I don’t want you to get the wrong idea about why watching my friend interact with her two girls made me feel as though my life is perfect just the way it is. It’s not as if her toddler is a terror and her baby screamed uncontrollably.  It wasn’t like that at all.  In fact, it’s quite the opposite. Those kids are freaking cute. The almost three year old is bright and cheerful and precocious and inquisitive. She is loving and generous. Her baby sister is teensy and wobbly headed and just learning to smile. She stares at the world wide-eyed and curious.  And then there are the moments when the whole family is together.  There is nothing that warms the heart more than watching loving parents in the presence of their children.  For the briefest of moments I was the fly on the wall, and I liked what I saw.

And, there we have it. I was able to witness what results when a child is loved and educated and nurtured by family. I got to see what an amazing little kid Wyatt will grow up to become, and, when we are ready to add another to the mix, how he will welcome that new baby with pride and joy and thousands of hugs and kisses.  I learned a lot about being a good mother during my visit.  I came home with a lot of new tricks up my sleeve and I’m super excited to share them with Wyatt over the next few months and years.  Being a mother is something special and I decided I no longer need to hurry my way through it to get to the next thing.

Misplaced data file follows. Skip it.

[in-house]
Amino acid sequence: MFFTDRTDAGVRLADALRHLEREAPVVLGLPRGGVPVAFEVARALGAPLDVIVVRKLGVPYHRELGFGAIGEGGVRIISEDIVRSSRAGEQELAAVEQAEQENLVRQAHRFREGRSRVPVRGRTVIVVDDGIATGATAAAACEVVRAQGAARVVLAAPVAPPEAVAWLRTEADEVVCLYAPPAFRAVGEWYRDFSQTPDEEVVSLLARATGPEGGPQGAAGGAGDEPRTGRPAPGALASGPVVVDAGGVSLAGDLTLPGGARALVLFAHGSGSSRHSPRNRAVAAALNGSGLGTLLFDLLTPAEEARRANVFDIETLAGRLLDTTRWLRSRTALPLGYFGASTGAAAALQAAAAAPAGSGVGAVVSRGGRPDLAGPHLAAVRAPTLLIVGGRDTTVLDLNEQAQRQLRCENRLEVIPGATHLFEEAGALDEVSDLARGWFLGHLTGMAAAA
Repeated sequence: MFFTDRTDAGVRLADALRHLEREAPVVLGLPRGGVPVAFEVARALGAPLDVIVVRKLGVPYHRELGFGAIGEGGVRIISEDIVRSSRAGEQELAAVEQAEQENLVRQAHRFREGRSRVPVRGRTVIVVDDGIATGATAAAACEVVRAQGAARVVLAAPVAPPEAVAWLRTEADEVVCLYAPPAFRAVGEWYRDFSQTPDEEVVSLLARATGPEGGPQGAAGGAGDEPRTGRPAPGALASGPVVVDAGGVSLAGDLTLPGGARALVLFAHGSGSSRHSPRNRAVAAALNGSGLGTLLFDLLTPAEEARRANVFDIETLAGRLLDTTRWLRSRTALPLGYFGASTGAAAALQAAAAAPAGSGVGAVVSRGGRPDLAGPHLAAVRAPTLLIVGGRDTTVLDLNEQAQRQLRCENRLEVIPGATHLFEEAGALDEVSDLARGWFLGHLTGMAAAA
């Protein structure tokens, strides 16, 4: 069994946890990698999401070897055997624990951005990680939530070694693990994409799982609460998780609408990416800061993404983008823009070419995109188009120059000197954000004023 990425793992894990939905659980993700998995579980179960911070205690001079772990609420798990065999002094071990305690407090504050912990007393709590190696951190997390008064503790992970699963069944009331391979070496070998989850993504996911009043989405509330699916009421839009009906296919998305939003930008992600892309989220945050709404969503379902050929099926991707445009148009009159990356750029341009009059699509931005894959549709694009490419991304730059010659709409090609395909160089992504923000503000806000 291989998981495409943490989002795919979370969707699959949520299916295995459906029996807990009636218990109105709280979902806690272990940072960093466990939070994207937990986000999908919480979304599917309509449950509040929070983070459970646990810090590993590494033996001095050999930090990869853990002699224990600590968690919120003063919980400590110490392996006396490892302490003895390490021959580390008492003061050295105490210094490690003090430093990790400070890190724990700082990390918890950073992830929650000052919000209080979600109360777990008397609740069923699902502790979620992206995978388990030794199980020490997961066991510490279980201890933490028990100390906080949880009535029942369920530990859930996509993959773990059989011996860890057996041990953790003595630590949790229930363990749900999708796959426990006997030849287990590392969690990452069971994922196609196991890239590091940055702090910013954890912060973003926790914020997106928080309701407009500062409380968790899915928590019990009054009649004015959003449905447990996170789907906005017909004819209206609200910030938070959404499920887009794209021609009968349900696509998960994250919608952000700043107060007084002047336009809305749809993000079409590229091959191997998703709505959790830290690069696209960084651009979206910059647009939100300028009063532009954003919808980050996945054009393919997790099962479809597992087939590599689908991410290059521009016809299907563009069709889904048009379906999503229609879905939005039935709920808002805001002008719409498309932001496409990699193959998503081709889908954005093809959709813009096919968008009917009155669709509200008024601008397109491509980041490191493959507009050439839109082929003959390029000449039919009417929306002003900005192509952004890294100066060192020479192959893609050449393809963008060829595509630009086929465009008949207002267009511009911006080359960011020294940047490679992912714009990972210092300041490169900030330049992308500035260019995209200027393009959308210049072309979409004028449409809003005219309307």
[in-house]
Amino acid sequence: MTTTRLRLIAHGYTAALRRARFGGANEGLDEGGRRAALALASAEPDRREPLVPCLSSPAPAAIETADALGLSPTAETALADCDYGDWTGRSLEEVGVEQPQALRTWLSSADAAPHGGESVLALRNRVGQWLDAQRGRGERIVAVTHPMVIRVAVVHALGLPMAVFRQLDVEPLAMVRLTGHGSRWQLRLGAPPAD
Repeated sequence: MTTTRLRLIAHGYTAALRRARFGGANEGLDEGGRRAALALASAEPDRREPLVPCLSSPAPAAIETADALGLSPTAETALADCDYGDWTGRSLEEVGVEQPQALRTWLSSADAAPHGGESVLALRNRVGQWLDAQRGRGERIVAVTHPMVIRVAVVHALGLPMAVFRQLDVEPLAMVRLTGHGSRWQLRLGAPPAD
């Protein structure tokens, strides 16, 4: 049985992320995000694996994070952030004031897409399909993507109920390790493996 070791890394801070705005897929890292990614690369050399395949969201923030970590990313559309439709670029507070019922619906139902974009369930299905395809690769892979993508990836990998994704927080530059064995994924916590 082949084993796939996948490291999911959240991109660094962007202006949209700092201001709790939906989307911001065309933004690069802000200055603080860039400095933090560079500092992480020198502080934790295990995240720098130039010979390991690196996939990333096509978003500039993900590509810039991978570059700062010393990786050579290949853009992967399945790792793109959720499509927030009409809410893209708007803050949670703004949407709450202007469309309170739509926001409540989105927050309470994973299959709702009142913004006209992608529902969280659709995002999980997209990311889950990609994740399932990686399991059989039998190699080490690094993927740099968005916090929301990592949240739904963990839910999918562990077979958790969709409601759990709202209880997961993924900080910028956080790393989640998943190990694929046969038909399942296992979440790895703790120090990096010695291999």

Of course, now that I am feeling 100% content with my life EXACTLY AS IT IS…

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It’s Not Easy Being Little

Parks are for big kids. Even the littlest parks, designed for the littlest kids, are meant for kids bigger than Wyatt. He’s just a little too little.

Slides are confusing and not that fun:
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But feet? Feet are awesome, always.

 

Swings can be fun… but sometimes, they make you feel like you’re sitting in a giant’s chair:
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Standing can be stressful:
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It’s too much Dad, I can’t handle the responsibility!

 

But, regardless of size, there is one thing at the park that brings Wyatt joy all day, every day: